If economy, in the shortest definition, signifies the science of creating wealth, then an enterprise is the most important entity generating wealth. I understand microeconometrics a bit differently than other authors dealing with this issue. Microeconometrics is a part of microeconomics. There are far less scientific works dedicated to application of econometric tools in particular entities conducting business than those concerning the entire economy, which macroeconomics deal with. During my practice in company management, I gained knowledge on the analytical needs of an enterprise, which still have not been satisfied. This applies particularly to small-sized enterprises, which are mot numerous. Therefore, the need to seek new solutions in microeconometrics is both necessary and fascinating.

9. What will be your next book-length undertaking?

I still remain within the area of microeconometrics as part of microeconomics. I would like to undertake two subjects: a) econometric models of large enterprises, solving which will help establish common rules of behaviour of this type of business entities; and b) econometric models of the costs; this subject is neglected in literature because of the difficulty of access to statistical data. Costs belong in the category of sensitive data, being a closely guarded company secret.

10. You are a Professor in the Department of Econometrics and Statistics at Nicholas Copernicus University. Please could you tell us about your educational background and what inspired you to pursue your career in engineering, then business management?

Before I began my economic studies, I had been working as an accountant. At that point in my life, I understood, on one hand, the importance and the gravity of information in management, and on the other, the absurdity of the redundant information that emerged in the company. After graduation, I was working, almost continuously, on the issues of application of econometrics and statistics in an enterprise. For a brief period, I dealt with econometric-ecologic models. Enterprise became my passion even more so when, thanks to the changes in the Polish political system and economic systems, I opened my own company. I learned management. I also noticed the informational deficiency of a small business. I could experiment at my own expense and risk. The company became my testing ground, which allowed me to generate effective decision-making solutions. As a result, my business became more efficient. This is where my interest in managerial engineering, which was also a requirement of that period, appeared. I also noticed that the economists who had no contact with real business often propose – in line with their own imagination – solutions of the issues that are marginal for a business practice. Meanwhile, practitioners notice important business issues, which are difficult for them to define and at the same time they cannot be resolved. Therefore, for economic theory, its real connection with the practice of business management is important.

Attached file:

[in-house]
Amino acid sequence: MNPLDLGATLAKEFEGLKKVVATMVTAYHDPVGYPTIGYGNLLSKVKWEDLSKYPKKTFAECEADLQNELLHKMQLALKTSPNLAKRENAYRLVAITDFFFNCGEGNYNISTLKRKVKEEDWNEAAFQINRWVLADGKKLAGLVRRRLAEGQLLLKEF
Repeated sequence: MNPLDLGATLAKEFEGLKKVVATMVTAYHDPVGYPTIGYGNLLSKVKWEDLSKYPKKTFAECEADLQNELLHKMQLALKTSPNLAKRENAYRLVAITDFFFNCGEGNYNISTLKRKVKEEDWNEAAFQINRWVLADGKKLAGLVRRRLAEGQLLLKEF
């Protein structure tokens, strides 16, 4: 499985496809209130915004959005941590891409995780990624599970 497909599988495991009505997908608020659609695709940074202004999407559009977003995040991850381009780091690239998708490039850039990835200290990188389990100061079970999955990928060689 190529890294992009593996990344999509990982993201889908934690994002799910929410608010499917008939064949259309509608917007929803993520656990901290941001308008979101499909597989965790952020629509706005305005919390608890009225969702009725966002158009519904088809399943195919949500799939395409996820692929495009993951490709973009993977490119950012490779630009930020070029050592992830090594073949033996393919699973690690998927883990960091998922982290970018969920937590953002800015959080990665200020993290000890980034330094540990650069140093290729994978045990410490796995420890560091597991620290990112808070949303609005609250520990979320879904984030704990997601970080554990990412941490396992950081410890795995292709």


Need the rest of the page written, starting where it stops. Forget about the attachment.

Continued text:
11. Please could you tell us about your current research interests? Are you working on anything currently? What are your main objectives and what do you hope to achieve through the results?

Apart from sticking to the area microeconometrics, which I have mentioned, econometric-ecologic models still remain exciting for me. I stand a chance to come back to this issue, because my doctoral student is preparing a dissertation in this area of study. This issue is now particularly important for our civilization. Everything, however, depends on the resources of time, which in my case are significantly limited.

12. You have been awarded numerous awards and prizes. Is there a particular award of which you are most proud?

I appreciate the rewards which I received as a competitive athlete. Then the rules were clear: you are first at the finish – you win the first place. The same is true for business: you conduct your business well – you get a reward in the form of adequate economic benefits; you run your business poorly – you are punished with losses. From the awards I have received, I still appreciate the most my Red Rose Diploma for the best student of the year, which I got in 1971 at the University of Gdansk. It is worth adding, that many celebrities from the present political and economic life studied there at the same time I did.

13. Are there people that have been influential in your career?

I studied at the University of Gdansk, under the academic supervision of Professor Teodor Kulawczuk, who introduced me to the fascinating world of econometrics. Also at that university, Dr. Jerzy Kozubski was an unattainable role model in working with students. Likewise, Arthur S. Goldberger has brought me closer to the world of econometrics by his book Econometric Theory (John Wiley & Sons, 1966), in which I still keep finding new research inspirations. Finally, my last book, which I prepared for John Wiley & Sons, was written under the influence of my daughter Ewelina Sokołowska (the author of numerous economic papers published by publishing houses worldwide), who made me realise that I had used my potential poorly and that it is worth to leave a trace of oneself on the global scientific market.